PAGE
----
Makeup and wigs: Thai teacher transforms to make English fun

RATCHABURI, Thailand: When Teacher Bally emerges from his office, students burst into laughter. They clap and cheer as their English-language teacher struts down the corridor like a supermodel.

Long strides. Feet crossing. Hips swaying. Theeraphong Bally Meesat looks nothing like his colleagues at Prasartratprachakit School in Ratchaburi, with violet lips, bright orange cheeks and large false eyelashes.



The 29-year-old school-teacher has recently become a social media star in Thailand after wearing extravagant makeup to teach English in the secondary school, a 90 minute drive from Bangkok.

Theeraphong 'Bally' Meesat puts on makeup and a wig to make his students laugh and relax in his English class. (Photo: Pichayada Promchertchoo)

“It all began by accident, really. I took part in a school parade and had a class afterwards. So I just came to teach with makeup on because I didnt have enough time to remove it,” Bally told CNA. On his desk, a cardboard tray is brimming with colourful shades of eyeshadow, blush palettes, lipsticks and foundations.

The children were surprised and excited. They thought it was hilarious and interesting. They were curious.



Entertainment defines Ballys teaching. He believes students can learn better when they relax and enjoy the class, particularly when it comes to foreign-language subjects like English. He said many Thai children do not like studying English or lack confidence communicating in foreign languages because they grow up in a Thai-speaking environment where the use of English is extremely limited.

A big age gap between teachers and students in Thai schools also has a significant impact on the learners interest in subjects they are not familiar with, he said.

Theeraphong 'Bally' Meesat has been teaching English at Prasartratprachakit School in Ratchaburi for five years. (Photo: Pichayada Promchertchoo)

“So many teachers still follow the traditional teaching style, which is strict and intense. They tend to focus on academic performance as thats how the national curriculum is designed. It targets good grades in exams,” Bally said.

“But for me, English learning should start with listening and speaking. Once students can do that, good grades will follow.”

To encourage his students to speak English, Bally is determined to make his class fun. Since the school parade, he has put on makeup to imitate the look of various Internet idols in Thailand. But instead of making himself pretty, the English teacher strives for an eccentric look to make his students laugh.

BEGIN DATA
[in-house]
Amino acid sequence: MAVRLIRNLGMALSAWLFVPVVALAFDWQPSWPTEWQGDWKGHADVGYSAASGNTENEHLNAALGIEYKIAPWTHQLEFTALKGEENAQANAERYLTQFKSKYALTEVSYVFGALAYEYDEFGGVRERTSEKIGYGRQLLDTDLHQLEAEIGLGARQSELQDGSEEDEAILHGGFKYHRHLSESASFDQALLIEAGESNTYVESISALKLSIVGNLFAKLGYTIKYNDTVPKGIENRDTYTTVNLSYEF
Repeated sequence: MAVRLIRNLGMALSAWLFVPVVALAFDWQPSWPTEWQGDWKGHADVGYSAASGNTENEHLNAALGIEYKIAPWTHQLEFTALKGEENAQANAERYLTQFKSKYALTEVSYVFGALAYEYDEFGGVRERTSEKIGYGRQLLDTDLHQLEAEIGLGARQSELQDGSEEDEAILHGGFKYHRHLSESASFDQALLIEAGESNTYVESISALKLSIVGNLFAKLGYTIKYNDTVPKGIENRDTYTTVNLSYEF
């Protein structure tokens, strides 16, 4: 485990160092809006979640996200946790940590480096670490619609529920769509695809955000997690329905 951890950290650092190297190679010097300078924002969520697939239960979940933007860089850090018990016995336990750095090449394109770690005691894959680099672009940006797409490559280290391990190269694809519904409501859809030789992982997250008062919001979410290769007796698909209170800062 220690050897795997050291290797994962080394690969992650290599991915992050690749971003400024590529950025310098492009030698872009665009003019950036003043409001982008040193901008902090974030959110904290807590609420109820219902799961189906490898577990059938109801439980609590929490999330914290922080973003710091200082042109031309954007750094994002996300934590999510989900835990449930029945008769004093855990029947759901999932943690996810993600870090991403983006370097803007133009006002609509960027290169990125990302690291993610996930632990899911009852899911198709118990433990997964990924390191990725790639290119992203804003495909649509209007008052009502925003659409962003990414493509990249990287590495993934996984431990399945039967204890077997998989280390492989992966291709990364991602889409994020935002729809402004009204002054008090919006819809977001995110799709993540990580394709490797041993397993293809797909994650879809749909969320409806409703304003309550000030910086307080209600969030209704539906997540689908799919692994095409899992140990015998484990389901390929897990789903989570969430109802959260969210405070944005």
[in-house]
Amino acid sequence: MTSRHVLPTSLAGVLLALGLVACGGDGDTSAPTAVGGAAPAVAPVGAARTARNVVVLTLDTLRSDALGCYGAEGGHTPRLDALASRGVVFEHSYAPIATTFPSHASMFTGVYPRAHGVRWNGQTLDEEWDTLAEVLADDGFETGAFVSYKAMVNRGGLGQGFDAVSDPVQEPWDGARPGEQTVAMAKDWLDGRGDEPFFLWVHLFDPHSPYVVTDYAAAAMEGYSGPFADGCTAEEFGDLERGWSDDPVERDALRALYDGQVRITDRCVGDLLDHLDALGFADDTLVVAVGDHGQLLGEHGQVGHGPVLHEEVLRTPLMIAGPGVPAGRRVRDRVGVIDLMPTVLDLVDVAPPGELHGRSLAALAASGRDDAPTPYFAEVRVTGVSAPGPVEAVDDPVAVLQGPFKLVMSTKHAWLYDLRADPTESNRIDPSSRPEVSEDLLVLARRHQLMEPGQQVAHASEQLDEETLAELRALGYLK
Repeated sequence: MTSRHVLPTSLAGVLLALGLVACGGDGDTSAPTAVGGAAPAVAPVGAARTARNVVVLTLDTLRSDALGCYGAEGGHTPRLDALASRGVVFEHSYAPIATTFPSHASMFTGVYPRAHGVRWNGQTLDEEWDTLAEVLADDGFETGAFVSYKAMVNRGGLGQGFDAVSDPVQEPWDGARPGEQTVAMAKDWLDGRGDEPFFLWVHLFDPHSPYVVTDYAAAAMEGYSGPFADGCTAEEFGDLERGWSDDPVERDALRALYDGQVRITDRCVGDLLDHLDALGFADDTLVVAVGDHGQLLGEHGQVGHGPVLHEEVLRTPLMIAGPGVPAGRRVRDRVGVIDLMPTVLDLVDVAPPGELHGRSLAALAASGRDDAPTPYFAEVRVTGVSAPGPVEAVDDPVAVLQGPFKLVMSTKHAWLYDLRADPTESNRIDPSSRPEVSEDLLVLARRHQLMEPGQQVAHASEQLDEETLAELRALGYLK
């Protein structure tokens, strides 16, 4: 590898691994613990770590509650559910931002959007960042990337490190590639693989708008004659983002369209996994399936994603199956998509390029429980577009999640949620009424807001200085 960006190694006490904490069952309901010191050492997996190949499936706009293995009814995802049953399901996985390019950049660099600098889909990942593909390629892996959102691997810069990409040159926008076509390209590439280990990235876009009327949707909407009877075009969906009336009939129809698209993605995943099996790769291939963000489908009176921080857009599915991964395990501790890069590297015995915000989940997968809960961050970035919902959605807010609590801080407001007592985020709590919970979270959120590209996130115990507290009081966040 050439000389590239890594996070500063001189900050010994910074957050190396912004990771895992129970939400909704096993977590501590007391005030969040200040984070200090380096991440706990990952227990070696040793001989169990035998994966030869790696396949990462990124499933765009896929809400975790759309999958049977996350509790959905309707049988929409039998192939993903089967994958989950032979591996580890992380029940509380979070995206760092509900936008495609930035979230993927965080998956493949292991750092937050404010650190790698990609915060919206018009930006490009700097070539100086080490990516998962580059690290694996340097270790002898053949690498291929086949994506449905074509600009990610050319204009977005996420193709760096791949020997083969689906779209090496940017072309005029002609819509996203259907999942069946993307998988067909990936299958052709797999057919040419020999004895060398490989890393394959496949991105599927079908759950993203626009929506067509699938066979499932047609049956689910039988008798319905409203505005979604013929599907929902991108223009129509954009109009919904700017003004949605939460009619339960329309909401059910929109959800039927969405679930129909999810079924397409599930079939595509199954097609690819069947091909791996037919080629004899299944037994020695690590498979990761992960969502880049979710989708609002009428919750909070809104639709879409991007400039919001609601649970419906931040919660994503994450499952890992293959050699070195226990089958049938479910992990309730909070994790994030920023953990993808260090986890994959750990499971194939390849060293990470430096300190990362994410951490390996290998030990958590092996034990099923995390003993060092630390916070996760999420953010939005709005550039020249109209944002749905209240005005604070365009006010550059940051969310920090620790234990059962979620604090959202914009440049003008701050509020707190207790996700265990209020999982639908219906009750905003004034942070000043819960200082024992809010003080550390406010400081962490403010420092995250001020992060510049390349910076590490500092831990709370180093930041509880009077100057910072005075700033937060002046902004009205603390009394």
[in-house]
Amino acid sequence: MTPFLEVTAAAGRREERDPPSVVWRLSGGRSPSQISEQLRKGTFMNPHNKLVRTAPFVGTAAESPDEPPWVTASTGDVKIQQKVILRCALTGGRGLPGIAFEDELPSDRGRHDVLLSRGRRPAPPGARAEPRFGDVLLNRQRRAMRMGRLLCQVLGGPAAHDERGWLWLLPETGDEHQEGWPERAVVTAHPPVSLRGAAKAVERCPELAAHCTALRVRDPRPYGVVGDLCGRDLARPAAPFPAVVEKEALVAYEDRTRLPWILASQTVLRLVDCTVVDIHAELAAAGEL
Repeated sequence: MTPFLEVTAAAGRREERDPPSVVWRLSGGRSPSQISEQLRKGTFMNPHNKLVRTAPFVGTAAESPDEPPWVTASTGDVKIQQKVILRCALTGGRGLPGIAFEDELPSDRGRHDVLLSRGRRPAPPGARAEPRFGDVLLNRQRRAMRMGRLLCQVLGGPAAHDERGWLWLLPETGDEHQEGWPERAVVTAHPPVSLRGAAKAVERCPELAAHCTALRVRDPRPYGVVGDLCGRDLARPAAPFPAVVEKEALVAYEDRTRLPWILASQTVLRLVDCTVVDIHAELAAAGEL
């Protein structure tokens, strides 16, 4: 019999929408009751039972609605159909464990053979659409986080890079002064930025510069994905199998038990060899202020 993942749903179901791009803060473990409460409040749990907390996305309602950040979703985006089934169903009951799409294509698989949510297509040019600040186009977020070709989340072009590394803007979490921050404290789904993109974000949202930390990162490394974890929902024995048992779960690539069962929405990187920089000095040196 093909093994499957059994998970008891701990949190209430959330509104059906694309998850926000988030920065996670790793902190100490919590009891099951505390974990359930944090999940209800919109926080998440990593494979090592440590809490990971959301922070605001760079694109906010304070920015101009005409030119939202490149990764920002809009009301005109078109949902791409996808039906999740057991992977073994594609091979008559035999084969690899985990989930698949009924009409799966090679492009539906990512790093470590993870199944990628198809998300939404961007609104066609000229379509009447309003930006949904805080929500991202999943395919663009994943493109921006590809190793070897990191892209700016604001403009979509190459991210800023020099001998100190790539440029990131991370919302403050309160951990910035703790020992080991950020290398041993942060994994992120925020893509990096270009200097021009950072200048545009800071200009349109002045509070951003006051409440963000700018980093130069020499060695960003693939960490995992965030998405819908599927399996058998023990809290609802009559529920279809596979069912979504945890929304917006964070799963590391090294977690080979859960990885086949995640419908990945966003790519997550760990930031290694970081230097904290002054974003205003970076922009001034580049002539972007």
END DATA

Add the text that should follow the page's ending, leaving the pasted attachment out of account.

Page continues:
But besides their giggles and smiles, he also gets their attention.

“Entertainment is so important for students. Before we can give them knowledge, we have to break the ice, tearing down the wall of difficulty, the wall of pressure and the wall of age gap,” Bally said.

Makeup is just one of my teaching techniques to get their attention. It helps them relax, enjoy the class and open up to English.


In 2018, Thailand lagged behind most countries in a global ranking of English skills. It came 64th among 88 countries and regions participating in the English Proficiency Index by international education firm EF Education First. It was grouped with China, Japan and Taiwan in the Low Proficiency band.

Although it leads Myanmar (82nd) and Cambodia (85th), Thailand came behind most Southeast Asian countries including Singapore (3rd), Philippines (14th), Malaysia (22nd), Vietnam (41st) and Indonesia (51st).

Thailand has low English proficiency compared to most Southeast Asian nations, according to the 2018 English Proficiency index by EF Education First.

According to educational researcher Phusima Pinyosinwa, its poor performance in English could be a result of rote learning, which is common in Thai schools.

“English and other foreign languages are generally taught through rote learning. Teachers often fail to link the content in textbooks such as grammar and vocabulary with students context. What they learn is therefore disconnected from their life and thats why students dont have the ownership of learning or enjoy English classes,” said Phusima, who is from theThailand Development Research Institute Foundation.

The basic education curriculum also focuses on grammar more than the development of students communication skills, she added.

On special occasions, Theeraphong 'Bally' Meesat would put on makeup to entertain his students. (Photo: Pichayada Promchertchoo)

To increase English proficiency in Thailand, Phusima said teachers need to replace rote learning with active teaching using discussions,